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  • Writer's picturePopEntertainment

Spoiler Alert (A Movie Review)

Updated: Dec 9, 2022


Starring Jim Parsons, Ben Aldridge, Sally Field, Bill Irwin, Antoni Porowski, Nikki M. James, Jeffery Self, Tara Summers, Paco Lozano, Josh Pais, Allegra Heart, Braxton Fannin, Brody Caines, Corey Saucier, Megan Irminger, Sadie Scott, Eleni Yiovas, Jason Gotay, Nhumi Threadgill, David Marshall Grant, Antoni Porowski, Supriya Ganesh and Winslow Bright.

Screenplay by David Marshall Grant & Dan Savage.

Directed by Michael Showalter.

Distributed by Focus Features. 112 minutes. Rated PG-13.

Earlier this year, comedian Billy Eichner tried to make a same-sex version of an old-fashioned romantic comedy with Bros, and despite good reviews and positive word of mouth, it was mostly overlooked by the filmgoing public at large.

Spoiler Alert is trying to capture a similar vibe as Bros did, although after half of the film is a sweet and often funny look at two men in love, towards the end it veers into tragedy when one of the men is diagnosed with terminal cancer.

It will probably be a tough sell as well, but Spoiler Alert is worthy of capturing a following. (Then again, so was Bros.)

Spoiler Alert is based on the memoir Spoiler Alert: The Hero Dies by longtime TV Guide writer Michael Ausiello about how the love of his life was afflicted with cancer. (And honestly, although I can get why the filmmakers didn’t want to use the whole title of the book which may scare off some potential viewers, without the punchline the film’s name doesn’t really make much sense to the story it is telling.)

Starring (and produced by) former The Big Bang Theory star Jim Parsons, Spoiler Alert does a good job of doing an old-fashioned love story in which it is mostly not dwelled upon that the couple are both men. This could be any romantic partnership anywhere; the gender of the participants is not the defining aspect.

And the early scenes are quite charming in their exploration of a relationship, from meeting cute (Ausiello makes his move because he thinks his future boyfriend Kit Cowan is checking him out in a gay bar, but it turns out Kit was looking for a female friend standing behind Ausiello) to their halting steps into a relationship, to long-time partnership.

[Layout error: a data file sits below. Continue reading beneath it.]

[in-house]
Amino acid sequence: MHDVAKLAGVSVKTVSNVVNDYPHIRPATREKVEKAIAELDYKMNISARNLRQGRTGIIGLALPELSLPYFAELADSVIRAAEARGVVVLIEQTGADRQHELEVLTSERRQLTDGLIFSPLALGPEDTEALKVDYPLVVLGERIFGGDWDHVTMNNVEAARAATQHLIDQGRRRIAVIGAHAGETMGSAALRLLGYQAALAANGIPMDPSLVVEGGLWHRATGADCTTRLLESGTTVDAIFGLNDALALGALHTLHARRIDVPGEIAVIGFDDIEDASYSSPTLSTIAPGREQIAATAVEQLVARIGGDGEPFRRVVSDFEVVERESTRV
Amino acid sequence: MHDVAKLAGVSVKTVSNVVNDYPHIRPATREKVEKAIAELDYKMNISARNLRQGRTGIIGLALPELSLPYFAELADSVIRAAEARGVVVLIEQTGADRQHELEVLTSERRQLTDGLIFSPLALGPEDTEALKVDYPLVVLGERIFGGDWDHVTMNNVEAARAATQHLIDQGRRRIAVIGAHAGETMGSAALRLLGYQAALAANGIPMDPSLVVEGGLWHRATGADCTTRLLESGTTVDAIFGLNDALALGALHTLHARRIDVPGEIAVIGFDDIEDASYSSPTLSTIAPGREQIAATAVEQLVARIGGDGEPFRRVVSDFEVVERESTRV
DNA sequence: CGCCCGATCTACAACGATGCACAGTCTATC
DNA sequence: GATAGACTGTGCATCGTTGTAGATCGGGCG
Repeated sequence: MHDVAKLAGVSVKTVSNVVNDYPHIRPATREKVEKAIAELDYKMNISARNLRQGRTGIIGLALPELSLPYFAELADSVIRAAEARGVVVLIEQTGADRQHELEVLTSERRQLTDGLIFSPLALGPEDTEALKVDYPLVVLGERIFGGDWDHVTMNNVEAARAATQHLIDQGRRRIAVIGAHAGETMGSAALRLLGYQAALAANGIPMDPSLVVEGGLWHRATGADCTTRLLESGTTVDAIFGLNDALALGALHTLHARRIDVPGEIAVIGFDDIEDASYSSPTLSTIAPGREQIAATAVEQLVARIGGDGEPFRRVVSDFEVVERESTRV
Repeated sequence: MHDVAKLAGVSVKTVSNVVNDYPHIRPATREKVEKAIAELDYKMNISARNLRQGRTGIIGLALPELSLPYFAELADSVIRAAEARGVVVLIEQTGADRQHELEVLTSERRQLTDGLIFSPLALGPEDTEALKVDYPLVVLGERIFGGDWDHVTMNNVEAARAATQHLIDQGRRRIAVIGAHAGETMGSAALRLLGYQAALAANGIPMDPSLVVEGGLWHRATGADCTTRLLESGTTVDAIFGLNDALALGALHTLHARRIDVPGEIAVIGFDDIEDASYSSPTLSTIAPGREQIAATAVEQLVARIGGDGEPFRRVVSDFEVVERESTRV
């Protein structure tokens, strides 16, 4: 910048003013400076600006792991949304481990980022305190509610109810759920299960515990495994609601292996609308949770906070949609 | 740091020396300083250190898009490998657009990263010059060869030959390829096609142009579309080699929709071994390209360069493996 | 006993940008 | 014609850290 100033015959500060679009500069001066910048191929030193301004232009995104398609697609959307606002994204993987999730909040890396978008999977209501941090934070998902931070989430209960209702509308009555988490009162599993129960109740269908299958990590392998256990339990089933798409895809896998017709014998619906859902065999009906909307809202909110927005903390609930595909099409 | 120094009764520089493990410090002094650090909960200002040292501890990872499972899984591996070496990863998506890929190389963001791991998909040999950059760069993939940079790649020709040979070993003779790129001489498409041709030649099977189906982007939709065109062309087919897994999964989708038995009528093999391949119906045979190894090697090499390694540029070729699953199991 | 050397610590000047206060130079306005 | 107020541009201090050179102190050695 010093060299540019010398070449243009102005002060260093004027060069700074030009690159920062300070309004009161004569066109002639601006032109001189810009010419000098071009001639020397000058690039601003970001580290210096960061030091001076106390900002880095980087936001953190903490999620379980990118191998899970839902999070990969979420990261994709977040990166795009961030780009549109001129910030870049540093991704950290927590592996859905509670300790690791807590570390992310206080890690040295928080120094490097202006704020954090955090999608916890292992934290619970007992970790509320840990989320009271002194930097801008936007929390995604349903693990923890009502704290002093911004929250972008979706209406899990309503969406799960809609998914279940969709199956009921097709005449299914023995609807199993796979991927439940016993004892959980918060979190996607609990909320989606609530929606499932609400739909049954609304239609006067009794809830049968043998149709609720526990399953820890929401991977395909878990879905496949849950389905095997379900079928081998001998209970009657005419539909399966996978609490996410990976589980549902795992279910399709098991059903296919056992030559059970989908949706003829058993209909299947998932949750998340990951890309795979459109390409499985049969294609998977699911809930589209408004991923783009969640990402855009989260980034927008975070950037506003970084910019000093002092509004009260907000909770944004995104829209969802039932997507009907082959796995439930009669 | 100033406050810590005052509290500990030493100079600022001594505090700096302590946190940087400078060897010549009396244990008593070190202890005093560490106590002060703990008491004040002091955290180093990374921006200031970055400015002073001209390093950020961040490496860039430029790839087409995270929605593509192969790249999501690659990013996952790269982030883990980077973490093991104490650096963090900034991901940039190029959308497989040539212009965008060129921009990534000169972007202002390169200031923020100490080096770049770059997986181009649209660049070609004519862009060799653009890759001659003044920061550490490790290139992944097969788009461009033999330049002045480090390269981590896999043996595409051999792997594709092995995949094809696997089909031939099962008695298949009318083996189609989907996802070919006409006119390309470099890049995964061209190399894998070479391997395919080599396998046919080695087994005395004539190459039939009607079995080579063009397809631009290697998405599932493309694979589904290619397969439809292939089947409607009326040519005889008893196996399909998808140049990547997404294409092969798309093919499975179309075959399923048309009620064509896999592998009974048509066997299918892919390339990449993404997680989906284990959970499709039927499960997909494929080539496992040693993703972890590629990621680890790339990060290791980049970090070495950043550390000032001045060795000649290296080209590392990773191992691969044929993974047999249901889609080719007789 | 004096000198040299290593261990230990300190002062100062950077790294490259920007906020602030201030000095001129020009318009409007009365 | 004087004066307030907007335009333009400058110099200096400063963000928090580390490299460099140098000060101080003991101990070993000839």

Ausiello (Parsons) is a TV writer who is obsessed by the form – in fact in a regular gag he remembers his childhood as a cheesy 80s sitcom. Cowan (Ben Aldridge) is a photographer who doesn’t even have a TV. They have little in common, and yet they make a perfect pair.

Simple economic question: How do a writer for TV Guide and a self-employed, rarely working photographer afford such a great New York apartment? Believe me, I was once offered a job writing for TV Guide and I had to turn it down because the salary was so low that I couldn’t afford to take it even though I would have loved the job. Granted, I was not on Ausiello’s level on the food chain there, but still….

Everything is sweet and charming, until – as so often happens – life got in the way. Or death, more like. Kit was diagnosed with cancer, and Spoiler Alert becomes a very different movie, a much more serious, slightly depressing one.

That said, as much as the cancer destroys their lives, oddly the film just slightly whitewashes the disease. It is rare that we see Kit really sick. In fact other than losing his hair and getting ashen and fatigued at the very end, Kit seems mostly rather healthy – or at least able to live rather normally – through much of the entire ordeal.

Spoiler Alert co-star Sally Field (she plays Kit’s doting mom here) played a woman dying of cancer in the mostly overlooked 2006 drama Two Weeks, in which the horrors of dying of cancer were examined much more starkly – for better or worse. (It’s certainly more difficult to watch, but that film did capture the hideous scourge of cancer much more realistically.)

However, despite the downer of an ending – as the book title warns, Spoiler Alert: The Hero Dies – this film will probably be mostly remembered for the earlier scenes of the building of a loving relationship. Which is probably as it should be.

Jay S. Jacobs

Copyright ©2022 All rights reserved. Posted: December 8, 2022.


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